Maryland is one of 45 states that currently allows medical students to perform public exams on female patients while the women are under anethesia. A new bill is being introduced to change that.
In the state of Maryland, there are no laws stating that medical students in training cannot perform a pelvic exam while a patient is under anesthesia without first getting the patient’s consent.
“When you ask women, they feel disturbed by the practice,” said Phoebe Friesen, a postdoctoral fellow at Oxford. It’s purely educational. It’s not in (the patient’s) benefit at all.”
Friesen is fighting to stop the practice. She said there are many medical students who are uncomfortable with it, too.
“A lot of students felt, understandably, very strange about it because they were being asked to put their hand inside a woman’s body that they knew hadn’t consented,” she said.
She published an article in the Journal of Bioethics, writing the following abstract: “These objections suggest that nonconsensual pelvic examinations on women under anesthetic are ethically acceptable on utilitarian grounds, in that they offer benefits either to the patient or to society, or on the grounds of triviality, in that consent is already presumed, or the practice is insignificant. Each of these objections is rejected and the practice is deemed indefensible.”
Surprisingly, only five states have a law requiring consent: California, Hawaii, Illinois, Oregon and Virginia. Maryland is about to join them.
“A lot of Marylanders, particularly women, realized that this wasn’t the law and became quite concerned,” said Maryland Delegate Heather Bagnall, D-Arnold, who introduced the legislation. “It’s a very scary idea that you could be vulnerable and not protected under the law.”
House Bill 364 forbids “health care practitioners, students and trainees from performing pelvic, rectal or prostate exams on unconscious or anesthetized patients without written consent or unless medically necessary.”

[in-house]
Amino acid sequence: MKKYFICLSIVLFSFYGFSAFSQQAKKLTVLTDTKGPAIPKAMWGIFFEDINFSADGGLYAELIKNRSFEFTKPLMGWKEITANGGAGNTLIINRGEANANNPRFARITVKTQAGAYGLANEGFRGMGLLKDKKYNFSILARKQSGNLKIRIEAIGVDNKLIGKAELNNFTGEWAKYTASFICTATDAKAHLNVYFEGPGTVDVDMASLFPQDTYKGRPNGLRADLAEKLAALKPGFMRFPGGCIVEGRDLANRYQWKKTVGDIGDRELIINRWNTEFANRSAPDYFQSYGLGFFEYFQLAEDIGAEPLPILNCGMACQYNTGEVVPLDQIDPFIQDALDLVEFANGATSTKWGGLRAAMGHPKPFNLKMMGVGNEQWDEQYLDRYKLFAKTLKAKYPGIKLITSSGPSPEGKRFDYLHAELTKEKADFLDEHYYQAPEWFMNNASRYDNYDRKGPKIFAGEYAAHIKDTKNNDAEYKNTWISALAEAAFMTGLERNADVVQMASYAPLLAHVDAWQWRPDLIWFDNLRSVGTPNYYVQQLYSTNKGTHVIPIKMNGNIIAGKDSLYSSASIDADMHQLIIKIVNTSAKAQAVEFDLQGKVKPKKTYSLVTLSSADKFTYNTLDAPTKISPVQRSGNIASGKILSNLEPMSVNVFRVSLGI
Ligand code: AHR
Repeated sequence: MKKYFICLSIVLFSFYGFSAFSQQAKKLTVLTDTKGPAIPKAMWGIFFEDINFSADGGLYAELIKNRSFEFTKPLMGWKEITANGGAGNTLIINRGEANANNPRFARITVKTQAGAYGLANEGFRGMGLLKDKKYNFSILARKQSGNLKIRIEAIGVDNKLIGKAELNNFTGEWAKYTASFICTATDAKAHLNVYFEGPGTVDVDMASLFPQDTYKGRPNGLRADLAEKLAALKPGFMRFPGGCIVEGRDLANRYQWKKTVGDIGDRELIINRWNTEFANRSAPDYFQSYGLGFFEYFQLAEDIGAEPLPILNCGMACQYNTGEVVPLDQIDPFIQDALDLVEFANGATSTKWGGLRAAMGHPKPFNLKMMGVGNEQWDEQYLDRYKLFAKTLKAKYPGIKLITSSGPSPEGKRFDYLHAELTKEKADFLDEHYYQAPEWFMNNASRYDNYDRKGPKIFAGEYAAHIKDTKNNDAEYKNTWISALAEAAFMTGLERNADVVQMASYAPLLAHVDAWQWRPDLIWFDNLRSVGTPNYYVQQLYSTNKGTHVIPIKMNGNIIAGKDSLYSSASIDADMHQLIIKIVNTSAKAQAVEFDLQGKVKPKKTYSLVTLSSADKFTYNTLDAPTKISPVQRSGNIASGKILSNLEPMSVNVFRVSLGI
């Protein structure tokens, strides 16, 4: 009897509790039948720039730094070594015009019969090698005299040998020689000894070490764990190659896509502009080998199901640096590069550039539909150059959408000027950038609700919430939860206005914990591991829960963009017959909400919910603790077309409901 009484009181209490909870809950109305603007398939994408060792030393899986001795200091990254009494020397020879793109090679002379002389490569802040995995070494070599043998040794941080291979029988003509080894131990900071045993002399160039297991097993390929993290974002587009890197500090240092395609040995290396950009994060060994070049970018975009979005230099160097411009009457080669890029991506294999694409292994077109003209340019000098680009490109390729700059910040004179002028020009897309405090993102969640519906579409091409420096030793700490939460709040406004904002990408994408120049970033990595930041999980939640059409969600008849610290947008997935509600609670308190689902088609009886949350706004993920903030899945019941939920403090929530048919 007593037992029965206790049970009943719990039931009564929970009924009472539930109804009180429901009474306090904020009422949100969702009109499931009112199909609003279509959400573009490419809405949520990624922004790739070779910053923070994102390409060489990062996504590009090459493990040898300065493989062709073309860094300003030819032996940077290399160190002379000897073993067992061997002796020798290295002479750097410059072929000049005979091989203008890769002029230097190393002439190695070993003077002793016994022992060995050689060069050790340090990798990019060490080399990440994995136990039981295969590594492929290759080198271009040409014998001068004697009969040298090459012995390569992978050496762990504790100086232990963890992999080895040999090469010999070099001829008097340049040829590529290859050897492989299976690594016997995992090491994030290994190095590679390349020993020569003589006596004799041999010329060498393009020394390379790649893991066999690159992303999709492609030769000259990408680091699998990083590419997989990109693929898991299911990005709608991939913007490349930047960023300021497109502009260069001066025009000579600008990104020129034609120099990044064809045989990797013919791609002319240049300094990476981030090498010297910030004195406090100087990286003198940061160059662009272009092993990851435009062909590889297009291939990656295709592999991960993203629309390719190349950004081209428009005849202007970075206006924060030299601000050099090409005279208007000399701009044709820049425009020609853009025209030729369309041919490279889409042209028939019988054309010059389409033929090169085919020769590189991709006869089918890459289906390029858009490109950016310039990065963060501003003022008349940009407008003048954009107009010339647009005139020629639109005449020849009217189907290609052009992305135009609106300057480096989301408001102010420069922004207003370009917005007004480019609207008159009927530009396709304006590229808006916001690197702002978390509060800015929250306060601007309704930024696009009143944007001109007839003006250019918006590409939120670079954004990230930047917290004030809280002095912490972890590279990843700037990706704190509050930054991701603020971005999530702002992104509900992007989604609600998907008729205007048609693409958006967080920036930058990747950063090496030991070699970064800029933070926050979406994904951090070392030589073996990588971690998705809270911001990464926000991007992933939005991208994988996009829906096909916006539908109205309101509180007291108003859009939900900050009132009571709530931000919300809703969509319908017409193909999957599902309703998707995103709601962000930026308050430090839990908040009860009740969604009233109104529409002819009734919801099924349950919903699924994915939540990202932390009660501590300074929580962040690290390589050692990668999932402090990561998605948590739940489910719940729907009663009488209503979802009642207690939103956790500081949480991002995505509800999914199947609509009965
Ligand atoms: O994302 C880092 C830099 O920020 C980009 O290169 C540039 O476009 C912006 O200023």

Friesen said studies have shown that more than half of women would consent to an exam while anesthetized, so the students would have a significant number of patients consenting to them continuing their training if the bill were to pass. And, Bagnall found many Maryland doctors are asking for consent, anyway, and says the new legislation simply codifies what is already a best practice.
“All we’re saying is that you have to get consent. It’s not that you can’t do these exams. It’s not that we want to stifle training or education. It’s that we want to say you just have to notify the patient. You have to get their consent,” Bagnall explained, adding, “This legislation is about peace of mind.”
“It’s not going to prevent students from learning, like some physicians fear it will,” Friesen said.
The bill has already received support from the Maryland Nurses Association and the Maryland affiliate of the American College of Nurse-Midwives, and it passed unanimously in the House. Bagnall expects it will pass in the Senate, too.
MedChi, the Maryland State Medical Society, contacted Bagnall about amending the bill to match the society’s language. The organization did not voice support, but Bagnall says it agrees with the ultimately goal.
Del. Susan Krebs, R-Carroll County, said she thinks the legislation could go even further than the state exams, stating, “Why is it limited to just those items. To me it should be for everything.”